The flimsy nature of Donald Trump's "national security" pretext for banning almost 200 million people from seven Muslim countries without any showing that there is in fact reason to believe that any of them are dangerous is apparent from a declaration, filed by a number of former national security officials with the 9th Circuit Court of Appeals, condemning the executive order as potentially doing "long term damage" to national security.

The signers include two former Secretaries of State, Madeline Allbright and John Kerry. For a link to the full statement, as well as extracts from many other similar ones by experts and business leaders, see:

Among other things, the lack of any real substance to Trump's national security claim in the executive order may make it even more likely that the 9th Circuit Court of Appeals could uphold the District Court's stay against enforcing the executive order.

This is under the doctrine enunciated in Kleindienst v Mandel (S. Ct 1972) and again in Kerry v. Din (S. Ct. 2015) that if denial of a visa or entry to a foreign citizen would infringe the Constitutional rights of a US citizen or citizens, the courts have the power to look into the reasons for denial to see if they are genuine and in good faith on their face.

As shown in my discussion of those decisions in an upcoming comment, this is not a very high standard. But it is one which, arguably, Trump's Muslim ban would have a very hard time meeting, on the basis of the above expert statements filed with the 9th Circuit.

I will discuss this issue in more detail in a future comment.

However, there is another issue raised by Trump's January 27 executive order which goes beyond the question whether barring up to 200 million people from the United States because of their religion, using "Trumped-up" national security grounds as an excuse, can be justified under our laws and Constitution.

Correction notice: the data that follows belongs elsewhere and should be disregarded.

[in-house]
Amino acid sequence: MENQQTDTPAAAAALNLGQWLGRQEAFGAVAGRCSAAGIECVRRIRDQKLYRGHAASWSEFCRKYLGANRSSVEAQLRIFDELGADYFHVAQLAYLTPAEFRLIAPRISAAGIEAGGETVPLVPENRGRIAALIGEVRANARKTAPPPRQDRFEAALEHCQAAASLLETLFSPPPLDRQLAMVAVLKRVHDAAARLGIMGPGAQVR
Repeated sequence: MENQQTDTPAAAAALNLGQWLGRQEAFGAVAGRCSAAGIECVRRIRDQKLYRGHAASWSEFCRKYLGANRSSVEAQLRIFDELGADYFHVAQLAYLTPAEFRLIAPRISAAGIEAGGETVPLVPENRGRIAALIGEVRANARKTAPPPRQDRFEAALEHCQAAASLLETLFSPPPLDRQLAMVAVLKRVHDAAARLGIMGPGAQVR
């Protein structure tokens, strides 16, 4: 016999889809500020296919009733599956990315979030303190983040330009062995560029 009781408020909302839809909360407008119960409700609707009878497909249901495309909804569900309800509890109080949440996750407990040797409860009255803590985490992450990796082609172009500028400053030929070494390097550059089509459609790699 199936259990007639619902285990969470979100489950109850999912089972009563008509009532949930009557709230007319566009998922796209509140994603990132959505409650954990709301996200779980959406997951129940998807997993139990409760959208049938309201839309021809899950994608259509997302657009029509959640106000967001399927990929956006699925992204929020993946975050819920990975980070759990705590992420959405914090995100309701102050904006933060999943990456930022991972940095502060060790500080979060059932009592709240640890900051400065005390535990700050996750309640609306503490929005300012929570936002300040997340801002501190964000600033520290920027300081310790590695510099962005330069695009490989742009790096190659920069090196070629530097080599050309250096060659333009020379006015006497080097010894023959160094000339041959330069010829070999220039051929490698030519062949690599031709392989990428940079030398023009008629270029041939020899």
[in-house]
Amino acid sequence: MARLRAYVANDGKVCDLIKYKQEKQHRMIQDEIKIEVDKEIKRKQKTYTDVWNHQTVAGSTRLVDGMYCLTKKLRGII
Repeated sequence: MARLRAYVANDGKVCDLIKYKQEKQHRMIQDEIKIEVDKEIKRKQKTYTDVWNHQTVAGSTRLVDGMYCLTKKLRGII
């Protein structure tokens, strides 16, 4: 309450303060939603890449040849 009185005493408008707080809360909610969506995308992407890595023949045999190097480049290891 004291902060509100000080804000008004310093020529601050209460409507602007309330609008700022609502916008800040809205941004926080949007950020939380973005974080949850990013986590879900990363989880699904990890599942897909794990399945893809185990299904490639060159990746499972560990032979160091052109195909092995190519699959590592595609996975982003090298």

This issue is whether Trump's Muslim immigrant ban is merely a first step to shutting down America's legal immigration system, or at least a major part of it.

The Hill reports on February 7 that two Republican Senators, Tom Cotton (Ark.) and David Perdue (Ga.) are introducing legislation which would cut the number of green cards each year in half, from 1,000,000 to 500,000, mainly by eliminating a number of family preference green card categories, as well as the diversity green card. Both of these visa types have enabled immigrants from every part of the world, not just Europe, to come to the US.

The pretext, typical of restrictionist rhetoric used by immigration opponents such as Senator Jeff Sessions, not to mention Trump himself in his August 31, 2016 Phoenix immigration speech, is that America should return to "historical" levels of immigration.

The unstated, but clear message, is, without any serious doubt, that America should also to return to the "historical" skin color of its immigrants - at least before 1965. See:

Roger Algase
Attorney at Law